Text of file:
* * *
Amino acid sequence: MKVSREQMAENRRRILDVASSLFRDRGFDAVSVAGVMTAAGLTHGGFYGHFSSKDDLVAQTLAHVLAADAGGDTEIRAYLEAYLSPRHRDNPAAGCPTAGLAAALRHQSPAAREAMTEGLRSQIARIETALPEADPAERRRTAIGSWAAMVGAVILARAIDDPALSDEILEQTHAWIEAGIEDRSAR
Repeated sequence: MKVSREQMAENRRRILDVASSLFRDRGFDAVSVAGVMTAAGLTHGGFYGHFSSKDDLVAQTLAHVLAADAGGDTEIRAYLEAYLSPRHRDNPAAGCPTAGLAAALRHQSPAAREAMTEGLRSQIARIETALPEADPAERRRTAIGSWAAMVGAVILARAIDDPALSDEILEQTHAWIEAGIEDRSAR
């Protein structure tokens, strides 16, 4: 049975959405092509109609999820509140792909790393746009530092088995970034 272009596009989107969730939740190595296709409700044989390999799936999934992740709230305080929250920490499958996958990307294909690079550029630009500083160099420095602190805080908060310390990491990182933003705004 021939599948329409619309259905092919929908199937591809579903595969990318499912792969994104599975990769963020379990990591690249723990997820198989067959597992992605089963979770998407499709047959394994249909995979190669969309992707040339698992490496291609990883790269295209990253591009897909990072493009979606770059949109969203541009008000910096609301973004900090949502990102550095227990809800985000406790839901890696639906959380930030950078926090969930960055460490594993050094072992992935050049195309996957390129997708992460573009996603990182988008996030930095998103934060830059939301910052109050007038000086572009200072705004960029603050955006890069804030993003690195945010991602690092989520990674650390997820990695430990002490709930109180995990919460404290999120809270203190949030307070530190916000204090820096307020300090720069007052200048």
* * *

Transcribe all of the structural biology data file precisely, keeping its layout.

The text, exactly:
Amino acid sequence: MKVSREQMAENRRRILDVASSLFRDRGFDAVSVAGVMTAAGLTHGGFYGHFSSKDDLVAQTLAHVLAADAGGDTEIRAYLEAYLSPRHRDNPAAGCPTAGLAAALRHQSPAAREAMTEGLRSQIARIETALPEADPAERRRTAIGSWAAMVGAVILARAIDDPALSDEILEQTHAWIEAGIEDRSAR
Repeated sequence: MKVSREQMAENRRRILDVASSLFRDRGFDAVSVAGVMTAAGLTHGGFYGHFSSKDDLVAQTLAHVLAADAGGDTEIRAYLEAYLSPRHRDNPAAGCPTAGLAAALRHQSPAAREAMTEGLRSQIARIETALPEADPAERRRTAIGSWAAMVGAVILARAIDDPALSDEILEQTHAWIEAGIEDRSAR
């Protein structure tokens, strides 16, 4: 049975959405092509109609999820509140792909790393746009530092088995970034 272009596009989107969730939740190595296709409700044989390999799936999934992740709230305080929250920490499958996958990307294909690079550029630009500083160099420095602190805080908060310390990491990182933003705004 021939599948329409619309259905092919929908199937591809579903595969990318499912792969994104599975990769963020379990990591690249723990997820198989067959597992992605089963979770998407499709047959394994249909995979190669969309992707040339698992490496291609990883790269295209990253591009897909990072493009979606770059949109969203541009008000910096609301973004900090949502990102550095227990809800985000406790839901890696639906959380930030950078926090969930960055460490594993050094072992992935050049195309996957390129997708992460573009996603990182988008996030930095998103934060830059939301910052109050007038000086572009200072705004960029603050955006890069804030993003690195945010991602690092989520990674650390997820990695430990002490709930109180995990919460404290999120809270203190949030307070530190916000204090820096307020300090720069007052200048």